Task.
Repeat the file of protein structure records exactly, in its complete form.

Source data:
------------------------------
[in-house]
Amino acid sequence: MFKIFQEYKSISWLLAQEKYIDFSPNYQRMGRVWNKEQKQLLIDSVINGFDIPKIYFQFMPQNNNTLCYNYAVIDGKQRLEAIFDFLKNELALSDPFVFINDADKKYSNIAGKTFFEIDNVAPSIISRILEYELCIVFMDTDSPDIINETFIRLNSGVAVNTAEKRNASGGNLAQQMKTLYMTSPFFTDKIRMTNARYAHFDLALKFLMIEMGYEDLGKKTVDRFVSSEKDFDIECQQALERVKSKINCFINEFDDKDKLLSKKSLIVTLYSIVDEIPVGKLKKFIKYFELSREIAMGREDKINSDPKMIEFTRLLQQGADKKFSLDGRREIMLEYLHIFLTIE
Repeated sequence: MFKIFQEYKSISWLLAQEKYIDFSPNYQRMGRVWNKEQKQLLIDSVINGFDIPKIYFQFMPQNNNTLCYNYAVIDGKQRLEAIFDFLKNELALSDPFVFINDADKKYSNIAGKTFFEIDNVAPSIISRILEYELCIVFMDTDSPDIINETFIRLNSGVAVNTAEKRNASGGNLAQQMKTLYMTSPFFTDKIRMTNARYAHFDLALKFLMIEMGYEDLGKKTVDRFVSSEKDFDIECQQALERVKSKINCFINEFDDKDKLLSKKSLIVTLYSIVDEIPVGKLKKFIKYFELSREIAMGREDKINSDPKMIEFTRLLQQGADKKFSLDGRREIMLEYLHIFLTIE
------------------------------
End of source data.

[in-house]
Amino acid sequence: MFKIFQEYKSISWLLAQEKYIDFSPNYQRMGRVWNKEQKQLLIDSVINGFDIPKIYFQFMPQNNNTLCYNYAVIDGKQRLEAIFDFLKNELALSDPFVFINDADKKYSNIAGKTFFEIDNVAPSIISRILEYELCIVFMDTDSPDIINETFIRLNSGVAVNTAEKRNASGGNLAQQMKTLYMTSPFFTDKIRMTNARYAHFDLALKFLMIEMGYEDLGKKTVDRFVSSEKDFDIECQQALERVKSKINCFINEFDDKDKLLSKKSLIVTLYSIVDEIPVGKLKKFIKYFELSREIAMGREDKINSDPKMIEFTRLLQQGADKKFSLDGRREIMLEYLHIFLTIE
Repeated sequence: MFKIFQEYKSISWLLAQEKYIDFSPNYQRMGRVWNKEQKQLLIDSVINGFDIPKIYFQFMPQNNNTLCYNYAVIDGKQRLEAIFDFLKNELALSDPFVFINDADKKYSNIAGKTFFEIDNVAPSIISRILEYELCIVFMDTDSPDIINETFIRLNSGVAVNTAEKRNASGGNLAQQMKTLYMTSPFFTDKIRMTNARYAHFDLALKFLMIEMGYEDLGKKTVDRFVSSEKDFDIECQQALERVKSKINCFINEFDDKDKLLSKKSLIVTLYSIVDEIPVGKLKKFIKYFELSREIAMGREDKINSDPKMIEFTRLLQQGADKKFSLDGRREIMLEYLHIFLTIE